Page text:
Mindful Loving Practices to Help Couples Manage the 2020 Pandemic

Mindful Loving Practices to Help Couples Manage the 2020 Pandemic
By Kathleen Todd

We are living in unprecedented times dealing with the worldwide pandemic. Physical distancing has the risk of social isolation and separation. Staying at home with family when you are used to going out to work can leave you with a sense of loss as well as a decrease in your sense of competency and purpose. Managing homeschooling with your children can create feelings of impatience and overwhelm. Know that all these feelings are normal given the circumstances of today and that there are practices you can use to manage the changes you are experiencing.

It is a time when we are creating a temporary new normal without the benefit of guidelines from the past. We are also facing the uncertainty of how long this new normal will last. There are many unknowns and yet one thing we know for sure is that we are in this together and there are mindful loving practices that will help you manage life as you know it today.

There are opportunities to be kind, generous and compassionate. Couples are experiencing growth and greater intimacy in their relationship as a result of more uninterrupted time together. Many are creating fun, intimate, and romantic times together.

There are also many challenges as a result of you doing your part by staying at home. As the media provides daily updates, you can experience fear about getting sick, the loss of jobs, loss of income, uncertainties about how long this will last, and about what will happen in the future. In addition to all the regular parenting responsibilities, parents are juggling working from home and home-schooling their children. Togetherness has its downside. Many couples who were used to spending only five or six waking hours together, now spend 24 hours together. As much as you love each other, spending so much time together can be stressful. Minor issues can cause irritations and anger. Without the previous distractions of work, travel, or social outlets many couples are experiencing severe conflicts, breakdowns in communication and even domestic abuse.

Here are some practices that will help you manage these challenging times. Take care of yourself and your relationship today. The following are practices from the Practical Tools section in Mindful Loving; A Guide to Loving with Passion and Purpose.

1. Have Daily Big Talk Conversations to create and update weekly plans.

Creating weekly plans helps you ground yourself with a focus for each day. It builds a structure that will help you when you are feeling vulnerable, challenged or at a loss. Be realistic as well as creative with your plan. Remember to include fun, patience, and compassion.

There are some wonderful advantages as a result of the current requirements for staying at home. Along with structured time for work and school, families are spending much more time together, playing, learning, laughing, and loving with greater depth. Parents and kids are creating fun ways to pass the time. People are reaching out to family and calling friends to help them maintain connection and conversation.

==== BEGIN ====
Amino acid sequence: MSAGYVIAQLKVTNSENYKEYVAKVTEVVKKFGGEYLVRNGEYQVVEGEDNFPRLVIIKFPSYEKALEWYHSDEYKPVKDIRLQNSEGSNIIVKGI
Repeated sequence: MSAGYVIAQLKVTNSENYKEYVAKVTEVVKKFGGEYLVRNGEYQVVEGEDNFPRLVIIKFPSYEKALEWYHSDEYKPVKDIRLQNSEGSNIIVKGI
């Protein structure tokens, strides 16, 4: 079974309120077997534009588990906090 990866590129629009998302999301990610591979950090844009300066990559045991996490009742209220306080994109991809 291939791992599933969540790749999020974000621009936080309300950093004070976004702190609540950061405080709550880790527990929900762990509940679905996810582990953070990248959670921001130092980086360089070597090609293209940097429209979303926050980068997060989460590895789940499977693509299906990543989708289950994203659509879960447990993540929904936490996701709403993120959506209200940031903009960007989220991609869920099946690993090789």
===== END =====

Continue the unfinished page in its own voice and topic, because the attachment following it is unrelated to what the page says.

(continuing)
2. Practice Acceptance of Each Other’s Differences.

It is important to recognize how your differences enhance as well as diminish your comfort and connection with each other. Here are three practices to help you accept each other’s differences:

1. Practice the Golden Rule of Mindful Loving which says, “Love your partner the way your partner wants to be loved.”
2. Be each other’s Go-To Person. Be the best support, advocate, and cheerleader for each other.
3. Manage Differences with Love and Respect. Have a conversation about your differences and similarities and how you each can show love and respect as you manage your differences.

3. Reset the Moment
We are all perfectly imperfect and make mistakes. Sometimes mistakes only require a quick reset. Here are three practices to Reset the Moment:

1. Oops and Ouch. Say Oops when you recognize you have made a mistake by doing or saying something that hurt your partner. When you feel hurt by something your partner has said or done, say “Ouch”.
2. Do-Over is a light-hearted way to interrupt a negative moment. Ask for the
chance to make a more positive connection. It starts with a request to stop and
start again.
3. Take Five is an adult time out. Ask for five minutes to physically remove yourself in order to reset yourself and regain control.

These are difficult and stressful times. It requires all of us to be mindful and develop practices that build resilience and manage challenging times. Make it your mission to be kind, compassionate, and find joy by practicing these mindful loving tools.

Call to action:

Contact me for a complimentary ½ hr consultation:kathleeentodd1@gmail.com

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